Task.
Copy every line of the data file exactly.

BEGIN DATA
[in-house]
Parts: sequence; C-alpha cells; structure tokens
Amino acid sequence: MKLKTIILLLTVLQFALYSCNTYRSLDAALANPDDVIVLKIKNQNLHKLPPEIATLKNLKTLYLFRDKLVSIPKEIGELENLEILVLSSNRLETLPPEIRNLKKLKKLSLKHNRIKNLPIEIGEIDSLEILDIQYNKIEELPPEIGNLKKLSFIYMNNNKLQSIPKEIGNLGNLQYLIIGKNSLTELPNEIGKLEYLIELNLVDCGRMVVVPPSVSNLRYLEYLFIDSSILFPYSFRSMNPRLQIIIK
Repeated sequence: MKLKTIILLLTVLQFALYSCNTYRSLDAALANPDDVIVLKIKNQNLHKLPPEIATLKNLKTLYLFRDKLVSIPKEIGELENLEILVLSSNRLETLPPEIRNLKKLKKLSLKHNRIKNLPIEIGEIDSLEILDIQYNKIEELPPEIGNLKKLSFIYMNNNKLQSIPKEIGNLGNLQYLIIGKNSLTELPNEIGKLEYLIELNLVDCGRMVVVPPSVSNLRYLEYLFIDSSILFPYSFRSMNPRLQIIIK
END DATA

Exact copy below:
[in-house]
Parts: sequence; C-alpha cells; structure tokens
Amino acid sequence: MKLKTIILLLTVLQFALYSCNTYRSLDAALANPDDVIVLKIKNQNLHKLPPEIATLKNLKTLYLFRDKLVSIPKEIGELENLEILVLSSNRLETLPPEIRNLKKLKKLSLKHNRIKNLPIEIGEIDSLEILDIQYNKIEELPPEIGNLKKLSFIYMNNNKLQSIPKEIGNLGNLQYLIIGKNSLTELPNEIGKLEYLIELNLVDCGRMVVVPPSVSNLRYLEYLFIDSSILFPYSFRSMNPRLQIIIK
Repeated sequence: MKLKTIILLLTVLQFALYSCNTYRSLDAALANPDDVIVLKIKNQNLHKLPPEIATLKNLKTLYLFRDKLVSIPKEIGELENLEILVLSSNRLETLPPEIRNLKKLKKLSLKHNRIKNLPIEIGEIDSLEILDIQYNKIEELPPEIGNLKKLSFIYMNNNKLQSIPKEIGNLGNLQYLIIGKNSLTELPNEIGKLEYLIELNLVDCGRMVVVPPSVSNLRYLEYLFIDSSILFPYSFRSMNPRLQIIIK